In May, the Court of Final Appeal set a milestone for this city with its judgment on the case of Ms W, a post-operative male-to-female transsexual, who fought, against the odds, to be recognised as a woman and for the right to marry the man she loves.
Despite this victory, much remains to be done to advance equality for this oft-overlooked group of individuals whose gender identity differs from their sex at birth.
Misunderstanding and assumptions about transgender people remain rife. Consequently, many face constant anxiety and rejection. According to a 2012 survey commissioned by Community Business, 77 per cent of the working population respondents said they do not know what "transgender" means.
Currently, the Equal Opportunities Commission can only handle discrimination complaints from transgender individuals under the Disability Discrimination Ordinance, since gender identity disorder is categorised as a mental health condition. But we must do better to address the needs of this marginalised population, starting with distinct legislation to protect against discrimination on the grounds of sexual orientation and gender identity. This would bring us in line with a number of overseas jurisdictions, such as the UK, which have such legislation.
A significant number of transgender people face outright discrimination, loss of employment and other humiliations, big and small, in their daily lives. According to the Community Business survey, nearly one in four respondents said they are not accepting of transgender people. About 40 per cent believe these individuals face social stigma and suffer insults and mockery.
Much of this stems undoubtedly from a lack of awareness. This, in part, is due to the community's relatively small size and invisibility. Figures about the population are few and far between in Hong Kong; from October 2007 to September 2009, 86 patients were diagnosed with gender identity disorder. Some experts have argued that the number of transgender people globally is likely to be under-reported. Many may never seek support due to fear of social stigma and discrimination. But just because the number of individuals is small does not mean their voices should be ignored. A measure of any civilised society must be how we treat our most vulnerable people. Many transgender people continue to contribute to our society and speak out against injustice. They deserve understanding and equal treatment.
First, we must provide better counselling and long-term support for their physiological and social needs. I have urged the Hospital Authority to establish a multidisciplinary unit to deal with this issue, including specialists from different fields. A more holistic approach will enable transgender people to access the care they need.
Furthermore, as suggested by the Court of Final Appeal in its W ruling, the government should begin to address the process of recognising a person's acquired gender. This should take reference from overseas jurisdictions, where gender recognition is achieved by considering different factors, including living in the acquired gender for at least two years, but not necessarily gender reassignment surgery.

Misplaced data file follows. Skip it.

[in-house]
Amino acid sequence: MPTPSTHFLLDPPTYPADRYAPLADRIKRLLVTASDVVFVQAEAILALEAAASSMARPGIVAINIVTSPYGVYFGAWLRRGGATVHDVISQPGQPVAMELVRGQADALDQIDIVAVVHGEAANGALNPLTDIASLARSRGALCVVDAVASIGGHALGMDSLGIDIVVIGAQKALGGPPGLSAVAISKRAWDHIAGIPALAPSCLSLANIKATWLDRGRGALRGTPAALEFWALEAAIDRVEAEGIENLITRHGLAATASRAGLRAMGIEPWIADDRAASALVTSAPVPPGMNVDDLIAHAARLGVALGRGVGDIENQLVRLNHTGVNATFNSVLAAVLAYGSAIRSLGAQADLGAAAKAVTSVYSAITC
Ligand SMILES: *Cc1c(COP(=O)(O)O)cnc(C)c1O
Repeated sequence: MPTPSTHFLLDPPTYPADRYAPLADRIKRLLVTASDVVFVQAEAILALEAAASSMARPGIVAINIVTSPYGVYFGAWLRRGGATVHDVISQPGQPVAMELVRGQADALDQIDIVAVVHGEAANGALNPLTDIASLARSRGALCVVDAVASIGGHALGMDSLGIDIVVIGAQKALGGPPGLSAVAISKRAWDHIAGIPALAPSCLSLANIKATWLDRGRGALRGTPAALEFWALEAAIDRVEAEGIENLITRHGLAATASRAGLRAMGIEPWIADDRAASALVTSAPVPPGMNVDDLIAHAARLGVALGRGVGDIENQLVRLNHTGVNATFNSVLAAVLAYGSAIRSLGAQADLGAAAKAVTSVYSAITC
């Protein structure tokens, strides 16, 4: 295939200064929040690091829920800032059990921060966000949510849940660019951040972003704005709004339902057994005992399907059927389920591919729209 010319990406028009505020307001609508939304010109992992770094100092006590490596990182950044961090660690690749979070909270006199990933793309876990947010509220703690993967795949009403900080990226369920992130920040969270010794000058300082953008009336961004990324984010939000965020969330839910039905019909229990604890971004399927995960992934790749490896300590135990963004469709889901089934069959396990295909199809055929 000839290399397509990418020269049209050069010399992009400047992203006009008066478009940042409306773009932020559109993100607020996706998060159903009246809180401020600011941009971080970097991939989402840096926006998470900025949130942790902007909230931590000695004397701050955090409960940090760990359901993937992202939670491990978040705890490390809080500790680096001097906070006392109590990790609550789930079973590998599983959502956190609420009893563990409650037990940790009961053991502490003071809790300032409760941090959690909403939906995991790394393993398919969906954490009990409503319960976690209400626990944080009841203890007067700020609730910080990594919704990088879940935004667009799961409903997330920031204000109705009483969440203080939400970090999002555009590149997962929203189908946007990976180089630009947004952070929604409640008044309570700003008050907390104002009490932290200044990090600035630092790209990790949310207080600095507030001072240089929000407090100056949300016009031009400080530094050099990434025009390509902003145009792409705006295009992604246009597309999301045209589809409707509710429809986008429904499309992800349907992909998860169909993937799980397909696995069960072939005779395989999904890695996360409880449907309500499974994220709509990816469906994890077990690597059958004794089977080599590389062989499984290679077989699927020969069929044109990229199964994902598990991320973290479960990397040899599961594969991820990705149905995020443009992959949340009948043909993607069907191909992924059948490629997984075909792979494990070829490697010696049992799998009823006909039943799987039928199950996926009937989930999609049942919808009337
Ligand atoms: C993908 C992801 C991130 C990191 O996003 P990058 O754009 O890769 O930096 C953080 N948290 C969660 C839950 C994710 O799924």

Indeed, many transgender individuals do not wish to undergo surgery, which can be a prolonged, drastic and painful process, and not without complications. But without a clearly defined gender recognition process, transgender individuals in Hong Kong who do not undergo an operation are in a legal limbo, unable to change their identity documents and access the rights of their identified gender.
As the court noted, "legislative intervention would also be beneficial in areas which include (apart from marriage and parenting) entitlement to benefits and pensions, discrimination, succession, the position of trustees administering trusts, sports", and so on.
Moreover, the possible incongruity between a transgender person's physical appearance and the sex on their legal documentation leaves them at high risk of discrimination and harassment, not to mention violence. This must be concretely and promptly addressed.
The process of gender identification and designation must be discussed beyond the medical aspect to include psychological, social and family considerations. This must include how a trans-gender person interacts with society and their family, and how such interactions are influenced by socially constructed gender roles. We are all affected by others' views of us; therefore, a more open and understanding environment is crucial to prevent destructive behaviour and encourage self-acceptance.
For instance, a person whose gender identity is in transition will usually go through changes in appearance, too. As a community, and personally as a friend, colleague or family member, we should approach such individuals with sensitivity and refrain from judgment.
In particular, a family's understanding, support and love would be a great help to an individual, particularly during youth and adolescence, in adjusting and facing his/her internal struggle and help them make complicated decisions regarding their gender identity. Many transgender people have told us of the impact of their family's rejection.
Each of us can equip ourselves with knowledge and speak out against misinformation. We can also be role models to others in treating everyone, whatever their gender identity, with respect.
In addition, by recognising and shedding our outdated gender stereotypes, we can be more inclusive of not only transgender individuals, but also others who may not conform to traditional gender expectations.
It is the right of everyone to live a life of dignity free from harm and discrimination. When we fail to protect one group, no matter how seemingly small a minority, from equally accessing this right, we chip away at our shared humanity. Surely, we can do better.
Dr York Chow Yat-ngok is chairman of the Equal Opportunities Commission